By 8 a.m., the July day felt like a scorcher. Waves of heat rippled along the western Colorado adobe hills, shriveling plants and baking the soil to a fractured crust that crunched with every step.
Two white tents peeking from between golden
hills could have been a mirage, if it weren’t for the sizzle
of a skillet and the sweet aroma of fresh maple syrup. Beneath the
flapping structures, a crowd mingled, devouring plate after plate
of buckwheat pancakes in tribute to the clay-loving wild buckwheat,
the endangered plant they helped save. This wildflower is one of
the world’s rarest, found only in two Colorado counties.
“No rare buckwheats were harmed in making these
pancakes,” joked Rob Billerbeck, project manager for the
Colorado State Parks Natural Areas Program. The crowd erupted in
laughter muffled by mouthfuls of flapjacks.
dozen landowners, members of nonprofit groups and Colorado State
Parks personnel had gathered to celebrate the conservation of 43
acres of Wacker Ranch, prime habitat for the endangered buckwheat.
Urban sprawl and off-road vehicles have destroyed much of the
wildflower’s environment, risking extinction of a plant many
locals didn’t even know existed. The efforts of this
buckwheat coalition mark one of the first times a rare plant has
fully benefited from its protection under the Endangered Species
Act. Although plants have been listed on several occasions,
generally that’s all that happens, according to Billerbeck.
Shrubs and grasses just don’t inspire the same fund-raising
and conservation efforts as do more charismatic creatures like
wolves and bald eagles.
“Rare plants are what we
call a fine filter species; they tend to fall through the
cracks,” said Dave Gann, who is with The Nature Conservancy
Clay-loving buckwheat is a humble plant,
growing close to the ground in small button-shaped bouquets. On the
day of the celebration, tiny pink and white flowers, no bigger than
matchstick heads, crowned the plant’s fleshy green stems, and
clusters of the wildflower spattered the brittle surface of these
Biologists know little about clay-loving
buckwheat. When surveyors first found the plant on the Wacker Ranch
property just east of Montrose, it had grown larger than previously
thought possible, putting prior specimens to shame. “Those
plants were big and happy-looking,” said Dickson Pratt, a
member of the Colorado Native Plant Society. “It’s a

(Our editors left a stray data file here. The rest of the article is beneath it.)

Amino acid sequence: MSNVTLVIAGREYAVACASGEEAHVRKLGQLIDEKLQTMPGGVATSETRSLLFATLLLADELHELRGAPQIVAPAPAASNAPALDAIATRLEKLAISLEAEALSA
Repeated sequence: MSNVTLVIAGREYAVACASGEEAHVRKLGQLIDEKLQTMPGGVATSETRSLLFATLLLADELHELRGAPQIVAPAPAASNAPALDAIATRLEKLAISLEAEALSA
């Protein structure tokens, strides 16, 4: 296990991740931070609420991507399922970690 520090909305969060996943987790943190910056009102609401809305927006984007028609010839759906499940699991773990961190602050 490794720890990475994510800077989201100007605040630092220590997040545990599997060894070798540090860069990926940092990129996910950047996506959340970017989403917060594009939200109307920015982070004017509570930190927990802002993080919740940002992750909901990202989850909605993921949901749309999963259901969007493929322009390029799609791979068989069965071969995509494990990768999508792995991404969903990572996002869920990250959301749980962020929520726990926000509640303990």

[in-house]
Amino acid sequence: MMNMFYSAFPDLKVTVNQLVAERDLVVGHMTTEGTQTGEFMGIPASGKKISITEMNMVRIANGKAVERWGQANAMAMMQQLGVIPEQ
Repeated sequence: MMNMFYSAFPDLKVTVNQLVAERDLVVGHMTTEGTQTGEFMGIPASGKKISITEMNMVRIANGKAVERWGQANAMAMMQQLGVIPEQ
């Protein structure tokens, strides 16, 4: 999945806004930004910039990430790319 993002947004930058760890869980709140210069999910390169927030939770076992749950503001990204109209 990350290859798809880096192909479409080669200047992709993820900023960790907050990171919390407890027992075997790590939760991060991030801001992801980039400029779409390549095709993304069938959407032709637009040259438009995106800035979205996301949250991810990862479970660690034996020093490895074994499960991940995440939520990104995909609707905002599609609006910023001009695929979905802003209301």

very tough plant.”
While Wacker Ranch is not the
largest habitat for clay-loving buckwheat, it hosts the densest and
most numerous population found to date. The buckwheat now survives
in 16 small populations, all of which occur in Delta and Montrose
counties, said Brian Kurzel, the natural areas coordinator for
Colorado State Parks. Historically, the wildflower existed as far
south as Arizona.
When Harold and Kathy Wacker bought
their ranch over 20 years ago, they had no idea of the uniqueness
of their backyard. Within a few years, a woman named Betsy Neely
knocked on their door. She was surveying native plants with the
Colorado office of The Nature Conservancy, and told the Wackers of
the rare wildflower living on their property.
faced a conundrum. The land was their retirement fund, but they
also wanted to protect the endangered plant. They contacted state
park officials and, with the help of The Nature Conservancy,
embarked on a campaign to preserve the land. What followed were
years of trying to figure out how to save both the buckwheat and
their retirement. Part of that solution was to spread the word
about this disappearing wildflower.
In 2005, the Wackers
decided to put 43 acres up for sale in what was a prime real estate
market. Montrose is one of the fastest-growing small cities in the
country, according to Kurzel, with development eating away at the
fragile adobe hills environment. Conservation groups and the state
government scrabbled to gather money, and within the year, they had
raised the roughly $210,000 needed to buy the property. “The
deal came together in six months,” said Billerbeck,
“which for the government is pretty quick.”
Now the Wacker Ranch has been designated a Colorado state natural
area, the 79th in the state. The Nature Conservancy and Colorado
State Parks are managing the land, which is off-limits to the
public. And the Wackers continue to live on the remaining 267 acres
of their ranch, just east of the natural area, where they can enjoy
the view of the landscape they helped save.
In surveys of
the ranch, biologists have already found two other rare native
plants, the princess bloom and adobe beardtongue, a plant that
displays deep blue flamboyantly bell-shaped flowers, which
literally appear to be sticking out fuzzy golden tongues.
“What’s neat about the adobes is they’re subtle,
but once you really look, there’s all sorts of things out
there,” says Barbara Hawke of the Black Canyon Land Trust
– including a species of lichen that can live for a thousand
years and northern leopard frogs, an amphibian that has disappeared
from much of the West.
Long after the partiers have left,
a garter snake slithers through the buckwheat, heading towards its
nighttime resting spot, and the plaintive cry of a fox echoes over
the hillside. Thanks to the efforts of its protectors, the
clay-loving wild buckwheat now has a sanctuary.